Otherwise, like. . .everyone I know has an injury. We all have shoulder problems, most of us have hip problems. Some of it is from overuse, but some of it is from not being able to condition as much as we should. for what we do. I mean we definitely do condition, we warm up and we stretch, but some of the training is supposed to be just daily conditioning and flexibility training.

Michelle Ong bends in a way a body should not. Photo by Justin Brown @alwaysjustinphotography

Michelle Ong bends in a way a body should not. Photo by Justin Brown @alwaysjustinphotography

You’re using your movement to elicit or express a response.

I think it depends on the show or what I’m doing. Sometimes you just hear a song and you hear how that song should be manifested in physical form.

So it can can be a purely technical representation of the sounds in time?

Yeah thats some of it, at least for me. For some people, they hear a song and they have more of an idea of a life to a song, and they see more of a story. I feel like floor work can offer more of a connection or back and forth response from the performer to the audience. I feel like there is less of that with aerial. I could be wrong.

Aerial seems inherently dark to me.

You are doing things that normal bodies don’t do. Why can ballet be so great? We are attracted to how everything they do is unnatural, but it is done in such a way that even people who aren’t attracted to weird things are fascinated by the grace and beauty of it. It is a balance between the grace and the unnatural. I like to highlight the unnatural part.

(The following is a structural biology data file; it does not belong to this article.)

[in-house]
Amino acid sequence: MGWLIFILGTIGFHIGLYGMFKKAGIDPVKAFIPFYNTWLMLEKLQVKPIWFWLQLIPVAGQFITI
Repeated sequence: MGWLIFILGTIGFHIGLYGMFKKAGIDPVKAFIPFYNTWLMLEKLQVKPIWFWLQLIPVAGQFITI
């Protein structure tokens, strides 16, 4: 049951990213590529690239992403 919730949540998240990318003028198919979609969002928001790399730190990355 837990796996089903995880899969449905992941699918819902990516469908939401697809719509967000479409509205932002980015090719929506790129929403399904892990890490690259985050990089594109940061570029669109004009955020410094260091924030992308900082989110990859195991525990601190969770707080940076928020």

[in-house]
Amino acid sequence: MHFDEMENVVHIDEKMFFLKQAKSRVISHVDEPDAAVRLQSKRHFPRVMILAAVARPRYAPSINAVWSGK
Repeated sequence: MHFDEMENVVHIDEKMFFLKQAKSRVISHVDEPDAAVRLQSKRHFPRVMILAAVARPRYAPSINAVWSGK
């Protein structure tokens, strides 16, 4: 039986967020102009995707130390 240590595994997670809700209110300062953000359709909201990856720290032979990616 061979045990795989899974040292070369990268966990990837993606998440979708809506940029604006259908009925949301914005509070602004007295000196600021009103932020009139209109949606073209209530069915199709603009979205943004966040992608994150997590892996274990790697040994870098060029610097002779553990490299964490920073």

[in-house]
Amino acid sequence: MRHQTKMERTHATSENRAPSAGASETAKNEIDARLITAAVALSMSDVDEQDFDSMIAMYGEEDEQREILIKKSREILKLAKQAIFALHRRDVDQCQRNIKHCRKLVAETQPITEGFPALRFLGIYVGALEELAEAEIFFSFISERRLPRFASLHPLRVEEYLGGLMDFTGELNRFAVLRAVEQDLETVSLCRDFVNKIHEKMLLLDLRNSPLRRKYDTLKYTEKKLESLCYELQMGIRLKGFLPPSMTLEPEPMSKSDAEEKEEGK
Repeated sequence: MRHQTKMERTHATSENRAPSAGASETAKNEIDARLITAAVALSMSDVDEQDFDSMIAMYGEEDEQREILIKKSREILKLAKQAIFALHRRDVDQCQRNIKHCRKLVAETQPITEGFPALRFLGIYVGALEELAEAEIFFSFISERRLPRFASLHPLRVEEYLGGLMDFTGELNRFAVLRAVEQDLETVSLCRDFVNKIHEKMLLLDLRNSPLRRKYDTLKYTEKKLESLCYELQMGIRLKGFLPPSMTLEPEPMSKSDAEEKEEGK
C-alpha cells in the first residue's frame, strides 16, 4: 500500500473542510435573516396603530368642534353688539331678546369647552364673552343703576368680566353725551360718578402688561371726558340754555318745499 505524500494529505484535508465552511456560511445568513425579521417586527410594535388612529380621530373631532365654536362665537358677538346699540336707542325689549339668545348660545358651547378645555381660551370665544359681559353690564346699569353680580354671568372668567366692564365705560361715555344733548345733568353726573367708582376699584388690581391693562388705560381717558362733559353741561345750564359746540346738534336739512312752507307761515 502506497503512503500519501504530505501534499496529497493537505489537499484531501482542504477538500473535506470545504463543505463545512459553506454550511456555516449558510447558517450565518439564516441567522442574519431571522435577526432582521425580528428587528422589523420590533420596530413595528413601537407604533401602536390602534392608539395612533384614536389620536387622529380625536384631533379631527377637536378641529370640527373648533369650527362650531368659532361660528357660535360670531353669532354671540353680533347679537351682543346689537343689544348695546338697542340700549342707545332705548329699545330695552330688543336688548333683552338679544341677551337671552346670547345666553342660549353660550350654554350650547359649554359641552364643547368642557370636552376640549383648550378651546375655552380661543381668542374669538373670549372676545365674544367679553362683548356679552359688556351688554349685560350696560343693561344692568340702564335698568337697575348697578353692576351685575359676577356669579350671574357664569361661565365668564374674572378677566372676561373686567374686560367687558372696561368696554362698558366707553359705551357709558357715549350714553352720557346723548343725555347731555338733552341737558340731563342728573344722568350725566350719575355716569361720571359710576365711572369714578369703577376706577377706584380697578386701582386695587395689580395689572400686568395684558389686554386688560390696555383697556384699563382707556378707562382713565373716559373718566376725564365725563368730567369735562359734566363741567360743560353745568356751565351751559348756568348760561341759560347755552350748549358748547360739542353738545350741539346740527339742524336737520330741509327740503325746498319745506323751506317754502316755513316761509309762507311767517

Kasia Meow’s primal dance. Photo by Justin Brown @alwaysjustinphotography

Kasia Meow’s primal dance. Photo by Justin Brown @alwaysjustinphotography

The actual performance, one of just two nights, consisted of eight separate acts with one intermission. The acts were inspired by both the original and the remake of Suspiria, with Argento’s inspiring the color schemes and Luca Guadagnino’s definitely showing in the costume design. What struck me was that the performers were forced to not only display their acrobatic talents, but were also forced to act in order to show sometimes that their acts were a scene of them getting manipulated, tortured, or killed in some way. I do see how a person hoping to just see some graceful ballet can be put off by seeing the dancer get dragged off and hanged by an unseen force.